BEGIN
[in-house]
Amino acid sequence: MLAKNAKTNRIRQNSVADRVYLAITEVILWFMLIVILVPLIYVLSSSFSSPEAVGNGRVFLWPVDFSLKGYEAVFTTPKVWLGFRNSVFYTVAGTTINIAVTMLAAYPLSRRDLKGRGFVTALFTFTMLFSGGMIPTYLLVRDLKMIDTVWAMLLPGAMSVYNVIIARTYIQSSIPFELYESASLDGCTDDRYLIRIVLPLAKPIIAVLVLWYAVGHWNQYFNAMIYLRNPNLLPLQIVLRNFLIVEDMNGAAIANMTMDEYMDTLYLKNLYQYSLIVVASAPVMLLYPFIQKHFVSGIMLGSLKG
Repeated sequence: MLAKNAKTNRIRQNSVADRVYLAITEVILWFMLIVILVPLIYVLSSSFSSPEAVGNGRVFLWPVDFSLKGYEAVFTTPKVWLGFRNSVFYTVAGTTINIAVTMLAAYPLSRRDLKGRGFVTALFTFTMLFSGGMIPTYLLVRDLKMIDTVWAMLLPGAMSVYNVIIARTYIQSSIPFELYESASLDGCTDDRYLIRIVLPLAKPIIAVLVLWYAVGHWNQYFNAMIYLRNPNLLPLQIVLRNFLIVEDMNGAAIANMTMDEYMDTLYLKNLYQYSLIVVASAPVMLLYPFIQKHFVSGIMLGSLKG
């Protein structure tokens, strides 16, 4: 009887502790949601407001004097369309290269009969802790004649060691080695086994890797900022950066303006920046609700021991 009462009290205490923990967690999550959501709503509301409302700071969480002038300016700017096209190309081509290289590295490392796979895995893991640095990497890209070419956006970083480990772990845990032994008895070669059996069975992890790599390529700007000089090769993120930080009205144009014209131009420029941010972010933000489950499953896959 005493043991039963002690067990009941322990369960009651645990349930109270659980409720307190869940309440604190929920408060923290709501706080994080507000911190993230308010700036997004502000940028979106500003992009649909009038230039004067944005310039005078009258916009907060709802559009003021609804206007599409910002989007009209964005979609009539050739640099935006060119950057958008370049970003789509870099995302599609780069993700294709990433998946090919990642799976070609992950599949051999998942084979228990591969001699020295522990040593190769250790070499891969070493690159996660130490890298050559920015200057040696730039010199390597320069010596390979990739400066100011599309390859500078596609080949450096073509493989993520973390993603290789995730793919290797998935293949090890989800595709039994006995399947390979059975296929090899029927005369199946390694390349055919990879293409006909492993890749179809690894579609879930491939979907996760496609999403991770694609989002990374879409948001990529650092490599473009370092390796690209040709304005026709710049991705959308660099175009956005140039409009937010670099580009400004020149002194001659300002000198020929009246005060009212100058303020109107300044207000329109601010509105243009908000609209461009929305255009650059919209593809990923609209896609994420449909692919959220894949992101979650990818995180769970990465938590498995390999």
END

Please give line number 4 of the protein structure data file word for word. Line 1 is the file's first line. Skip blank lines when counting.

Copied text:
């Protein structure tokens, strides 16, 4: 009887502790949601407001004097369309290269009969802790004649060691080695086994890797900022950066303006920046609700021991 009462009290205490923990967690999550959501709503509301409302700071969480002038300016700017096209190309081509290289590295490392796979895995893991640095990497890209070419956006970083480990772990845990032994008895070669059996069975992890790599390529700007000089090769993120930080009205144009014209131009420029941010972010933000489950499953896959 005493043991039963002690067990009941322990369960009651645990349930109270659980409720307190869940309440604190929920408060923290709501706080994080507000911190993230308010700036997004502000940028979106500003992009649909009038230039004067944005310039005078009258916009907060709802559009003021609804206007599409910002989007009209964005979609009539050739640099935006060119950057958008370049970003789509870099995302599609780069993700294709990433998946090919990642799976070609992950599949051999998942084979228990591969001699020295522990040593190769250790070499891969070493690159996660130490890298050559920015200057040696730039010199390597320069010596390979990739400066100011599309390859500078596609080949450096073509493989993520973390993603290789995730793919290797998935293949090890989800595709039994006995399947390979059975296929090899029927005369199946390694390349055919990879293409006909492993890749179809690894579609879930491939979907996760496609999403991770694609989002990374879409948001990529650092490599473009370092390796690209040709304005026709710049991705959308660099175009956005140039409009937010670099580009400004020149002194001659300002000198020929009246005060009212100058303020109107300044207000329109601010509105243009908000609209461009929305255009650059919209593809990923609209896609994420449909692919959220894949992101979650990818995180769970990465938590498995390999």